13 Practical Guidance 2 (on doing Ethnography) Reflect! On your ideas, impressions, feelings, thoughts Review what you wrote, or thought Comment on your reflections – explicitly Much of the data is observational and personal But if you don’t codify it, you may lose it Develop a way to manage data Indexes, classification schemes, summaries, etc. 13

14 Writing Up Ethnographic Research Again, there are many styles Realism Impressionism Confessionism Narrative Ethnography means writing about your data and the people/context that it represents. To do this you have to have a personal style. 14

15 A Book! Yes, honestly, to do justice to the huge volume and richness of data you collect, a book is the only way to represent all the detail faithfully Zuboff (1988) In the Age of the Smart Machine Descola (1996) The Spears of Twilight 15

16 Journal Articles 1 Yes, that’s right, most of us need to publish journal articles, not books What you have to do is to treat each article as a part of the whole story This means that a single ethnographic study can produce multiple journal articles The same story can be told from different perspectives 16

17 Journal Articles 2 Each (of several) journal article needs to be complete, so it is better if it addresses only a single question or area of contribution It needs to present a description with persuasive evidence that will be interesting for the audience Recall the guidance for writing up case studies – very similar Indeed, each article is one case study, one aspect of an ethnography 17

18 Journal Articles 3 Another way to think of it is to compare it to a PhD thesis From a ‘good’ thesis, you should be able to produce multiple journal articles Each article offers a different view or slice of the story or data Each offers a different contribution, even as each may rely on the same background and the same set of theories. 18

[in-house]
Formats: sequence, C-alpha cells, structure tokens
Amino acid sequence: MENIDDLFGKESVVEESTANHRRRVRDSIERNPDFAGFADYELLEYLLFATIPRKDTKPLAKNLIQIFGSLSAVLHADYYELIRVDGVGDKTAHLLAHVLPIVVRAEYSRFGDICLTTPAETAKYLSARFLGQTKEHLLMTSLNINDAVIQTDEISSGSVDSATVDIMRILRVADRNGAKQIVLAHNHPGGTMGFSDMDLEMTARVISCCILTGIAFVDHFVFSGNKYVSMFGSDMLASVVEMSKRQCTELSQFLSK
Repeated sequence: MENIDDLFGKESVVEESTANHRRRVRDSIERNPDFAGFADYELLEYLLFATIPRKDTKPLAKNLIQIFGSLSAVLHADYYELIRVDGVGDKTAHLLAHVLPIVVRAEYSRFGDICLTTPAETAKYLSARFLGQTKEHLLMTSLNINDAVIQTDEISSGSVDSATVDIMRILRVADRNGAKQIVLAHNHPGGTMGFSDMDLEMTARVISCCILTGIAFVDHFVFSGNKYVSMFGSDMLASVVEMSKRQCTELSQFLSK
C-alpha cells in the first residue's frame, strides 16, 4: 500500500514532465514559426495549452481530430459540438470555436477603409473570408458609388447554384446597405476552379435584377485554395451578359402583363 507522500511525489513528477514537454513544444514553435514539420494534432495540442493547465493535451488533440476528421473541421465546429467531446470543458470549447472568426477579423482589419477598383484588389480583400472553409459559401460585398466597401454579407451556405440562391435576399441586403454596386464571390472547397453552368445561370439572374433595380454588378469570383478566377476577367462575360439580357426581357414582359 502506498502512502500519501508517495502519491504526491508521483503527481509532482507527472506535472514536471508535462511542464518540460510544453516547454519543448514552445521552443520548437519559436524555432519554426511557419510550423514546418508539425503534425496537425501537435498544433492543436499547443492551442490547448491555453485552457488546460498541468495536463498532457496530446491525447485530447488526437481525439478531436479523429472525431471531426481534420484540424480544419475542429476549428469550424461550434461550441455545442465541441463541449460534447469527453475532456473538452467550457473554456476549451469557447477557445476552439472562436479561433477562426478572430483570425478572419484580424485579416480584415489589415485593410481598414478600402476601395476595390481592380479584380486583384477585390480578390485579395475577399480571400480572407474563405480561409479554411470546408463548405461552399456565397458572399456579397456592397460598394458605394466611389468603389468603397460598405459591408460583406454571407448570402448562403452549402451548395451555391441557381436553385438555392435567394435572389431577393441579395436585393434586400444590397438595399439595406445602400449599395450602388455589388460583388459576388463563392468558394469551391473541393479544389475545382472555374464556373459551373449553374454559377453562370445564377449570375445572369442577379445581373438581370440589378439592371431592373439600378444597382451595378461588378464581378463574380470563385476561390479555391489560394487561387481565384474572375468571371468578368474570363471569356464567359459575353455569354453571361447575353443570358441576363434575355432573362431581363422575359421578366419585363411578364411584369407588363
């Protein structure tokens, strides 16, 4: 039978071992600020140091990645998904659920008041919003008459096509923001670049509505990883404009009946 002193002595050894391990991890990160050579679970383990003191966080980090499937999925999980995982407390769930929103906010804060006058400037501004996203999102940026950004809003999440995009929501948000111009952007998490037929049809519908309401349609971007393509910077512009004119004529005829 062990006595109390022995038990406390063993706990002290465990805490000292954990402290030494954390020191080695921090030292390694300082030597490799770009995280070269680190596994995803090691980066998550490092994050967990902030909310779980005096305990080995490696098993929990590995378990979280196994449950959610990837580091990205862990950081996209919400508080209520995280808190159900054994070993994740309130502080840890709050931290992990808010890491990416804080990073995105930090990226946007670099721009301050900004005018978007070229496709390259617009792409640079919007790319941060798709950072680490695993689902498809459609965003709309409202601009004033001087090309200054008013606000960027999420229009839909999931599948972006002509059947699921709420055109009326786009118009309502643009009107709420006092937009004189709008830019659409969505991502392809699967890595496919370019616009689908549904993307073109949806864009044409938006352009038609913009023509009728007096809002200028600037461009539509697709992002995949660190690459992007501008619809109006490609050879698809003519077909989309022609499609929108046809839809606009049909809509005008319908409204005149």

19 Evaluating Ethnography 1 Contribution Is it persuasive, clear, theory-linked, new? Rich Insight? The reader must gain detailed insights into the phenomenon Does the paper contradict the status quo or organisational policy? Evidence Demonstrate how much data you collected. Cite this evidence in its social context. Reveal hidden agendas, disagreements, frustrations,… 19

20 Evaluating Ethnography 2 Methods You need to document what you did very carefully – so that others can judge if your work was conducted according to appropriate standards Your readers will be both experts and novices A novice should learn ‘how to do’ ethnography as much as appreciate the insights from your story 20

21 Opportunities Any organisational context that involves technology is a potential opportunity for an ethnographic investigation that can reveal new insights and contradictory findings that will reinform our knowledge, challenge existing theoretical perspectives and so make a convincing contribution You just have to be brave enough to try! 21

22 References Descola, P. (1996) The Spears of Twilight, The Free Press, New York. Geertz, C. (1973) The Interpretation of Cultures. New York: Basic Books. Hughes, J. A., Randall, D. and Shapiro, D. (1992) Faltering from Ethnography to Design. ACM 1992 Conference on Computer-Supported Cooperative Work: Sharing Perspectives, New York, 115-123. Klein, H. K. and M. D. Myers (1999) A Set of Principles for Conducting and Evaluating Interpretive Field Studies in Information Systems, MIS Quarterly 23, 1, 67-93. Myers, M.D. (1999) Investigating Information Systems with Ethnographic Research, Communications of the AIS, 2, 23, 1-20. Orlikowski, W. J. (1991) Integrated Information Environment or Matrix of Control? The Contradictory Implications of Information Technology, Accounting, Management and Information Technologies 1, 1, 9-42. Van Maanen, J. (1988) Tales of the Field: On Writing Ethnography. Chicago: University of Chicago Press. Ward, K.J. (1999) Cyber-ethnography and the emergence of the virtually new community, Journal of Information Technology, 14, 1, 95-105. Zuboff, S. (1988) In the Age of the Smart Machine. New York: Basic Books. 22